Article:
This is nothing new. I read a few of the comments, and after one from a self-labeled introvert who has apparently had a 12-step moment and is determined to Shape Up, there were several who noted that, well, it’s interesting that it’s perfectly appropriate for people to call for other people to change attitudes and behaviors that are causing no harm to anyone to themselves. Yes, of course, there are similar cases–but I rarely see WaPo cheering on advocates for other nondestructive behavioral changes. But introverts are fair game.

And I don’t much like it. I can deal with people just fine, but it can be exhausting. Still…I remember one year when my performance review had one big negative: I didn’t schmooze enough. Not that I didn’t work with people when that was appropriate, and not that I didn’t get the work done: just that I wasn’t spending enough time and energy chatting.

I also remember when I was president of LITA, and at an executive committee meeting the [paid] director insisted that we all take the Myers-Briggs nonsense. She then announced that of course we were all Exxx [I think she assumed values for two of the four indicators, but E was definite.] When I said I scored as an Ixxx [I think INTJ, but it’s been a long time and you can’t pay me enough to take that “test” again], she said that was impossible. I believe another board member was also an Ixxx…

Yes, I went to social events and vendor receptions at conferences–and returned to my room exhausted. But it was needful to do a little pretend extroversion. And I’ll still do it if it’s needful.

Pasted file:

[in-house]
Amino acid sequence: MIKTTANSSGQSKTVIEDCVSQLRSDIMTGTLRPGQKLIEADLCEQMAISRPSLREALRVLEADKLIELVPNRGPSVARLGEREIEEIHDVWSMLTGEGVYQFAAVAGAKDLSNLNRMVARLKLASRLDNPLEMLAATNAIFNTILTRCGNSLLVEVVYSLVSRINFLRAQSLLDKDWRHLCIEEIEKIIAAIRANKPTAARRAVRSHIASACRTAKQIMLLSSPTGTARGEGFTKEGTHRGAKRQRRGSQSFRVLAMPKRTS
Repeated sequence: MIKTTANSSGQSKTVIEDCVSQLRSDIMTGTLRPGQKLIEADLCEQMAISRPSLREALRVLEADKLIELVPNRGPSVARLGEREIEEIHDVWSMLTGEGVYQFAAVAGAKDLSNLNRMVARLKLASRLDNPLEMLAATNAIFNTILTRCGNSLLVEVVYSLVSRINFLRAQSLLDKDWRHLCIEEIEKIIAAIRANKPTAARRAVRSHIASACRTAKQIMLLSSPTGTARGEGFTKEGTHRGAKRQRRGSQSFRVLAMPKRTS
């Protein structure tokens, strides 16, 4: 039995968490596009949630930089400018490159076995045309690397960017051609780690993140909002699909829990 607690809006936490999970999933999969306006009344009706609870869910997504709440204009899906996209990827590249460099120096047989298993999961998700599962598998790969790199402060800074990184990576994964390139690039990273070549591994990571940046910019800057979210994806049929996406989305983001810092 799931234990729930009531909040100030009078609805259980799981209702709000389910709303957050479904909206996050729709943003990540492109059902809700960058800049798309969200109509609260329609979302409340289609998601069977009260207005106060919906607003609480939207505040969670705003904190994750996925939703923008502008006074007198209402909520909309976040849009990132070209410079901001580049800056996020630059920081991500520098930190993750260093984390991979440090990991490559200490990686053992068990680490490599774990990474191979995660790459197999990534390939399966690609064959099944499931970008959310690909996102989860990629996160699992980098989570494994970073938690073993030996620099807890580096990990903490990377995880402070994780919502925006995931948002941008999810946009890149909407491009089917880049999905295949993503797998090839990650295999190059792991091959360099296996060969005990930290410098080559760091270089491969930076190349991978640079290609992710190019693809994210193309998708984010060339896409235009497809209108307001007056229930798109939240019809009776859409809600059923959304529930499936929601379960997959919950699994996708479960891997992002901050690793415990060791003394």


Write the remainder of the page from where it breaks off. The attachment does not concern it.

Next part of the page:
What I will not do is accept the notion that introversion is a character defect, that there’s something wrong with me. And I frankly resent other people saying that i (and other introverts) really need to Shape Up.


Artificial “Intelligence” and the Zeroth Law of Robotics

Monday, July 10th, 2023

I recently had the mixed pleasure* of reading the first third of the Second Foundation Trilogy, and was either reintroduced or introduced to the 0th Law of Robotics, an overriding successor to the first of Asimov’s Three Laws of Robotics (First law: A robot may not injure a human being or, through inaction, allow a human being to come to harm.). The new law says, paraphrasing, “except when it’s for the greater good of humanity.” [Not even close to the actual wording, which appears to be “A robot may not injure humanity, or, by inaction, allow humanity to come to harm.” Still, the fact that this takes precedence 0ver “don’t harm a person” boils down to “the greater good over all**.”]

Which means, of course, that there are no laws–only, presumably, a massive background of learning material on which robots would base their decisions as to how best to serve humanity.

For some reason, I flashed to current “AI” and even my own experiment with ChatGPT. (I asked it to write about me. Three paragraphs, only one containing facts, every one of the “facts” wrong.) And other experiences with the superior wisdom of these massively-trained AIs, like the one that wrote a timeline of Star Wars movies/shows–badly wrong.

Piling more and more frequently-noxious “data” may or may not improve outcomes. Where ethics is concerned, I’m not convinced that time will help that much. If the 40% of America that (apparently) believes things I consider not only obviously false but harmfully so makes a lot more noise online and elsewhere than the others–well, where does this all end up?